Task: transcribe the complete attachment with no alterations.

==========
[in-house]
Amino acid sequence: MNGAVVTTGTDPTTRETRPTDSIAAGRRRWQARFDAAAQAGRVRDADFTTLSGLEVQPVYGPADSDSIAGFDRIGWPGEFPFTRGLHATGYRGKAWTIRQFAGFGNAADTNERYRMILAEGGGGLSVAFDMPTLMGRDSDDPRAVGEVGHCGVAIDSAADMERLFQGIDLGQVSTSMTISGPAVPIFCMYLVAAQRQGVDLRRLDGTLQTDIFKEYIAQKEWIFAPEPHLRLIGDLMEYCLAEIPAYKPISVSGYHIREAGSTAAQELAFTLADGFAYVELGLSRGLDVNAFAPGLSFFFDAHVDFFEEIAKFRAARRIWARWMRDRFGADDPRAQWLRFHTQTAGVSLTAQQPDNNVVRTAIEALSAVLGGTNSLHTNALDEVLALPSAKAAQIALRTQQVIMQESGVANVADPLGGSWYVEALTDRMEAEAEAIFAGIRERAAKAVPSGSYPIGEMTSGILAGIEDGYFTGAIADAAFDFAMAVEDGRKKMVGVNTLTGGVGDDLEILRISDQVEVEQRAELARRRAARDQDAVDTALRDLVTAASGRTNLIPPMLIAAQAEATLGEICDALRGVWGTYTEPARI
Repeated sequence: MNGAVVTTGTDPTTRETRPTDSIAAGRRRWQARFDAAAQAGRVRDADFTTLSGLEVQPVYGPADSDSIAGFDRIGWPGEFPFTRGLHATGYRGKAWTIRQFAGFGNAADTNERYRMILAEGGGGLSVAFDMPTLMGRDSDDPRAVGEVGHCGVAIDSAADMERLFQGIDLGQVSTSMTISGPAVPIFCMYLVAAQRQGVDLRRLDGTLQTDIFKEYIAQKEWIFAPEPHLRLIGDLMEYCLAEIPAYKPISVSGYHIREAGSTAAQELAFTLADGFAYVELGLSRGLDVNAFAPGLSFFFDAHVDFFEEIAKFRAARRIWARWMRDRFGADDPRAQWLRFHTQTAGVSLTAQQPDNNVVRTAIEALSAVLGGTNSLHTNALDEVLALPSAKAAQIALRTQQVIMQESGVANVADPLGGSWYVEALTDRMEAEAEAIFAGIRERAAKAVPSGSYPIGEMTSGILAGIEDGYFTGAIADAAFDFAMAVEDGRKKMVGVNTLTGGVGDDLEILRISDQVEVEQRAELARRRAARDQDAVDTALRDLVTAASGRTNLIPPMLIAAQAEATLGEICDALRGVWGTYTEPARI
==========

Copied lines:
[in-house]
Amino acid sequence: MNGAVVTTGTDPTTRETRPTDSIAAGRRRWQARFDAAAQAGRVRDADFTTLSGLEVQPVYGPADSDSIAGFDRIGWPGEFPFTRGLHATGYRGKAWTIRQFAGFGNAADTNERYRMILAEGGGGLSVAFDMPTLMGRDSDDPRAVGEVGHCGVAIDSAADMERLFQGIDLGQVSTSMTISGPAVPIFCMYLVAAQRQGVDLRRLDGTLQTDIFKEYIAQKEWIFAPEPHLRLIGDLMEYCLAEIPAYKPISVSGYHIREAGSTAAQELAFTLADGFAYVELGLSRGLDVNAFAPGLSFFFDAHVDFFEEIAKFRAARRIWARWMRDRFGADDPRAQWLRFHTQTAGVSLTAQQPDNNVVRTAIEALSAVLGGTNSLHTNALDEVLALPSAKAAQIALRTQQVIMQESGVANVADPLGGSWYVEALTDRMEAEAEAIFAGIRERAAKAVPSGSYPIGEMTSGILAGIEDGYFTGAIADAAFDFAMAVEDGRKKMVGVNTLTGGVGDDLEILRISDQVEVEQRAELARRRAARDQDAVDTALRDLVTAASGRTNLIPPMLIAAQAEATLGEICDALRGVWGTYTEPARI
Repeated sequence: MNGAVVTTGTDPTTRETRPTDSIAAGRRRWQARFDAAAQAGRVRDADFTTLSGLEVQPVYGPADSDSIAGFDRIGWPGEFPFTRGLHATGYRGKAWTIRQFAGFGNAADTNERYRMILAEGGGGLSVAFDMPTLMGRDSDDPRAVGEVGHCGVAIDSAADMERLFQGIDLGQVSTSMTISGPAVPIFCMYLVAAQRQGVDLRRLDGTLQTDIFKEYIAQKEWIFAPEPHLRLIGDLMEYCLAEIPAYKPISVSGYHIREAGSTAAQELAFTLADGFAYVELGLSRGLDVNAFAPGLSFFFDAHVDFFEEIAKFRAARRIWARWMRDRFGADDPRAQWLRFHTQTAGVSLTAQQPDNNVVRTAIEALSAVLGGTNSLHTNALDEVLALPSAKAAQIALRTQQVIMQESGVANVADPLGGSWYVEALTDRMEAEAEAIFAGIRERAAKAVPSGSYPIGEMTSGILAGIEDGYFTGAIADAAFDFAMAVEDGRKKMVGVNTLTGGVGDDLEILRISDQVEVEQRAELARRRAARDQDAVDTALRDLVTAASGRTNLIPPMLIAAQAEATLGEICDALRGVWGTYTEPARI